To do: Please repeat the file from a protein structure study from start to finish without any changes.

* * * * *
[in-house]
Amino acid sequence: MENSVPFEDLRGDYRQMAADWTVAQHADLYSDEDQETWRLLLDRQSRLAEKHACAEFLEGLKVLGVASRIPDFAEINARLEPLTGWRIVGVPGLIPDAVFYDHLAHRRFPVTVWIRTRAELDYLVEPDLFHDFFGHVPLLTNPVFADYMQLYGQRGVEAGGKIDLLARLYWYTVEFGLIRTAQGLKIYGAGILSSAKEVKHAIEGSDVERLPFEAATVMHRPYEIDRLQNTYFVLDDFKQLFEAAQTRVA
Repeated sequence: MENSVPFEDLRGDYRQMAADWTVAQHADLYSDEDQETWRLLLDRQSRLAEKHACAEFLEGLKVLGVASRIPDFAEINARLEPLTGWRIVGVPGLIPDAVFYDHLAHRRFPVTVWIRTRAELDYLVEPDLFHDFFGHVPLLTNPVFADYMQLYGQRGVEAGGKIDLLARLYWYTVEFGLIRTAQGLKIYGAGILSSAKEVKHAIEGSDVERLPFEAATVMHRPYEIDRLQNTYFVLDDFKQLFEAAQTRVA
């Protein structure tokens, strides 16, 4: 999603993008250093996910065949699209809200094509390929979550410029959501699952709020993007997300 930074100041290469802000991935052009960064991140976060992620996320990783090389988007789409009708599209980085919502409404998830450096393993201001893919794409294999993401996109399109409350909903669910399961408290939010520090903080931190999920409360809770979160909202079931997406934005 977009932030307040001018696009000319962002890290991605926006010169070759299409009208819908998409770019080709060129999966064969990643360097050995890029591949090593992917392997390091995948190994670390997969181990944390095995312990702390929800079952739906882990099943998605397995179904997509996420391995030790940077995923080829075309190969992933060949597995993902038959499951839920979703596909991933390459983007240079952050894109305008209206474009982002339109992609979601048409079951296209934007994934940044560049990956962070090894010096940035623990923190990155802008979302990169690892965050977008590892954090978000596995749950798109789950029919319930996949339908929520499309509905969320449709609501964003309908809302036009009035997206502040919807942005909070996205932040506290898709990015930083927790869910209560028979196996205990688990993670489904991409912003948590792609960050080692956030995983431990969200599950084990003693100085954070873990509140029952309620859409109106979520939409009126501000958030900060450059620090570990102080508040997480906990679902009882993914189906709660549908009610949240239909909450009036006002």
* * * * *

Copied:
[in-house]
Amino acid sequence: MENSVPFEDLRGDYRQMAADWTVAQHADLYSDEDQETWRLLLDRQSRLAEKHACAEFLEGLKVLGVASRIPDFAEINARLEPLTGWRIVGVPGLIPDAVFYDHLAHRRFPVTVWIRTRAELDYLVEPDLFHDFFGHVPLLTNPVFADYMQLYGQRGVEAGGKIDLLARLYWYTVEFGLIRTAQGLKIYGAGILSSAKEVKHAIEGSDVERLPFEAATVMHRPYEIDRLQNTYFVLDDFKQLFEAAQTRVA
Repeated sequence: MENSVPFEDLRGDYRQMAADWTVAQHADLYSDEDQETWRLLLDRQSRLAEKHACAEFLEGLKVLGVASRIPDFAEINARLEPLTGWRIVGVPGLIPDAVFYDHLAHRRFPVTVWIRTRAELDYLVEPDLFHDFFGHVPLLTNPVFADYMQLYGQRGVEAGGKIDLLARLYWYTVEFGLIRTAQGLKIYGAGILSSAKEVKHAIEGSDVERLPFEAATVMHRPYEIDRLQNTYFVLDDFKQLFEAAQTRVA
């Protein structure tokens, strides 16, 4: 999603993008250093996910065949699209809200094509390929979550410029959501699952709020993007997300 930074100041290469802000991935052009960064991140976060992620996320990783090389988007789409009708599209980085919502409404998830450096393993201001893919794409294999993401996109399109409350909903669910399961408290939010520090903080931190999920409360809770979160909202079931997406934005 977009932030307040001018696009000319962002890290991605926006010169070759299409009208819908998409770019080709060129999966064969990643360097050995890029591949090593992917392997390091995948190994670390997969181990944390095995312990702390929800079952739906882990099943998605397995179904997509996420391995030790940077995923080829075309190969992933060949597995993902038959499951839920979703596909991933390459983007240079952050894109305008209206474009982002339109992609979601048409079951296209934007994934940044560049990956962070090894010096940035623990923190990155802008979302990169690892965050977008590892954090978000596995749950798109789950029919319930996949339908929520499309509905969320449709609501964003309908809302036009009035997206502040919807942005909070996205932040506290898709990015930083927790869910209560028979196996205990688990993670489904991409912003948590792609960050080692956030995983431990969200599950084990003693100085954070873990509140029952309620859409109106979520939409009126501000958030900060450059620090570990102080508040997480906990679902009882993914189906709660549908009610949240239909909450009036006002």